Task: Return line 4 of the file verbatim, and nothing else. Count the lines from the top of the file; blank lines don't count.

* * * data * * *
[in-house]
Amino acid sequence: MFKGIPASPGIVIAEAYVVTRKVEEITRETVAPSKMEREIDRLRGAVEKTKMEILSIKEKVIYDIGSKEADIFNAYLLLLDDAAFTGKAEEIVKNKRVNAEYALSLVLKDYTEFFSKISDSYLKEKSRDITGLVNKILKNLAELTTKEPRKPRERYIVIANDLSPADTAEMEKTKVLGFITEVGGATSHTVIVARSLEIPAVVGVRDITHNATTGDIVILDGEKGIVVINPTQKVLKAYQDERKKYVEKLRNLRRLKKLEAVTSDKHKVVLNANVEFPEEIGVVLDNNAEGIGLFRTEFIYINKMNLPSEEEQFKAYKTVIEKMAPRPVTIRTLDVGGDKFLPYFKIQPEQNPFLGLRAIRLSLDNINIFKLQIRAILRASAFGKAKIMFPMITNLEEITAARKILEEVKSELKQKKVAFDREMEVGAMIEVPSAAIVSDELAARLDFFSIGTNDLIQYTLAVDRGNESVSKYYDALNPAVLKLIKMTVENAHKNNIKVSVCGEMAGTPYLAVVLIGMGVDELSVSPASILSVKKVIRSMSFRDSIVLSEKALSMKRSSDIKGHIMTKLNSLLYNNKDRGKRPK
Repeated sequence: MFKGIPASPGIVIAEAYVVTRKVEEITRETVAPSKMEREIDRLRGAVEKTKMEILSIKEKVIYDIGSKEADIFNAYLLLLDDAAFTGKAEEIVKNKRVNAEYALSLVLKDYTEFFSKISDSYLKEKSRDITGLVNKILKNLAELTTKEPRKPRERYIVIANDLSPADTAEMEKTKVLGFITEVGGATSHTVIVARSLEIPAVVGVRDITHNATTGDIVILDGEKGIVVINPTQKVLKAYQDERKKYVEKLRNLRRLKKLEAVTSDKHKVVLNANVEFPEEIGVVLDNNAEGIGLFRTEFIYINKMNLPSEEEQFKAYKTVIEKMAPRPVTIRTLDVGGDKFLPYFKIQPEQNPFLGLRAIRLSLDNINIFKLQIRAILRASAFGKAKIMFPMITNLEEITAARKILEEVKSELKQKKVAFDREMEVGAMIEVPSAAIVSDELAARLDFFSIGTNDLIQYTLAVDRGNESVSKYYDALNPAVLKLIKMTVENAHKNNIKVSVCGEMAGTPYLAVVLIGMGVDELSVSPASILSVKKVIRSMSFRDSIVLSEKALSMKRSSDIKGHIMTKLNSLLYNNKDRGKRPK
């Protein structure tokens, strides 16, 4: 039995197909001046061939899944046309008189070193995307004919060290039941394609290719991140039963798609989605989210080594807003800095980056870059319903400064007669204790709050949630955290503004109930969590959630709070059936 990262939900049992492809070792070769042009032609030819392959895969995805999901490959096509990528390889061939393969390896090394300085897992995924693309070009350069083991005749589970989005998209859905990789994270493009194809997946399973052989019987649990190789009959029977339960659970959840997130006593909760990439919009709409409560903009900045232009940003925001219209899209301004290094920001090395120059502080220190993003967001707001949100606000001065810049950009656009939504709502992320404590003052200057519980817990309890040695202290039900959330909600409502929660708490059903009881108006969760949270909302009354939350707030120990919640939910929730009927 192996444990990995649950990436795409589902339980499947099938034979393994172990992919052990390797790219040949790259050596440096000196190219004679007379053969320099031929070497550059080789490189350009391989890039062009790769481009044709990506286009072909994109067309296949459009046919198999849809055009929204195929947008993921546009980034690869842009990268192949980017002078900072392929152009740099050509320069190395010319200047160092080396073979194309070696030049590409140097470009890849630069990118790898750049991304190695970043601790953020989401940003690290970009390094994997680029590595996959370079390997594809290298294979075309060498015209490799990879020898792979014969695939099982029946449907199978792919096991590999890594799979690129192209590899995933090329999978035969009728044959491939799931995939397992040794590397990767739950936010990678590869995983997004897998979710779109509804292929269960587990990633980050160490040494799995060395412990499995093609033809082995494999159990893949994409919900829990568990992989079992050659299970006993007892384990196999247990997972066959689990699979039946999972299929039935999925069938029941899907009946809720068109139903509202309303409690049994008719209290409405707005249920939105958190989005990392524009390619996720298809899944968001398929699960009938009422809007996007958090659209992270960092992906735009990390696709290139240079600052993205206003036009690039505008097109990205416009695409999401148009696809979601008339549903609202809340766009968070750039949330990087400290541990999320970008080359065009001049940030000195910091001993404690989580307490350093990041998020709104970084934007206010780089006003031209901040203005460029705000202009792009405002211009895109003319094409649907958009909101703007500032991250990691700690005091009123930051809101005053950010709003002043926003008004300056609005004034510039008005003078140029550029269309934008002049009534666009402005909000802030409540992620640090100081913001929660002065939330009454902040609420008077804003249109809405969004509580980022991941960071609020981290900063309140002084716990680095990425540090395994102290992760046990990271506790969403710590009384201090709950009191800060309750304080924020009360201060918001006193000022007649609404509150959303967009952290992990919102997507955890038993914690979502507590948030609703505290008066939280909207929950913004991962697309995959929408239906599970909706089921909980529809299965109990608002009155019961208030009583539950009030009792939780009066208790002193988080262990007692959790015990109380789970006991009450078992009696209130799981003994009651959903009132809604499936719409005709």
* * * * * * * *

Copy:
């Protein structure tokens, strides 16, 4: 039995197909001046061939899944046309008189070193995307004919060290039941394609290719991140039963798609989605989210080594807003800095980056870059319903400064007669204790709050949630955290503004109930969590959630709070059936 990262939900049992492809070792070769042009032609030819392959895969995805999901490959096509990528390889061939393969390896090394300085897992995924693309070009350069083991005749589970989005998209859905990789994270493009194809997946399973052989019987649990190789009959029977339960659970959840997130006593909760990439919009709409409560903009900045232009940003925001219209899209301004290094920001090395120059502080220190993003967001707001949100606000001065810049950009656009939504709502992320404590003052200057519980817990309890040695202290039900959330909600409502929660708490059903009881108006969760949270909302009354939350707030120990919640939910929730009927 192996444990990995649950990436795409589902339980499947099938034979393994172990992919052990390797790219040949790259050596440096000196190219004679007379053969320099031929070497550059080789490189350009391989890039062009790769481009044709990506286009072909994109067309296949459009046919198999849809055009929204195929947008993921546009980034690869842009990268192949980017002078900072392929152009740099050509320069190395010319200047160092080396073979194309070696030049590409140097470009890849630069990118790898750049991304190695970043601790953020989401940003690290970009390094994997680029590595996959370079390997594809290298294979075309060498015209490799990879020898792979014969695939099982029946449907199978792919096991590999890594799979690129192209590899995933090329999978035969009728044959491939799931995939397992040794590397990767739950936010990678590869995983997004897998979710779109509804292929269960587990990633980050160490040494799995060395412990499995093609033809082995494999159990893949994409919900829990568990992989079992050659299970006993007892384990196999247990997972066959689990699979039946999972299929039935999925069938029941899907009946809720068109139903509202309303409690049994008719209290409405707005249920939105958190989005990392524009390619996720298809899944968001398929699960009938009422809007996007958090659209992270960092992906735009990390696709290139240079600052993205206003036009690039505008097109990205416009695409999401148009696809979601008339549903609202809340766009968070750039949330990087400290541990999320970008080359065009001049940030000195910091001993404690989580307490350093990041998020709104970084934007206010780089006003031209901040203005460029705000202009792009405002211009895109003319094409649907958009909101703007500032991250990691700690005091009123930051809101005053950010709003002043926003008004300056609005004034510039008005003078140029550029269309934008002049009534666009402005909000802030409540992620640090100081913001929660002065939330009454902040609420008077804003249109809405969004509580980022991941960071609020981290900063309140002084716990680095990425540090395994102290992760046990990271506790969403710590009384201090709950009191800060309750304080924020009360201060918001006193000022007649609404509150959303967009952290992990919102997507955890038993914690979502507590948030609703505290008066939280909207929950913004991962697309995959929408239906599970909706089921909980529809299965109990608002009155019961208030009583539950009030009792939780009066208790002193988080262990007692959790015990109380789970006991009450078992009696209130799981003994009651959903009132809604499936719409005709």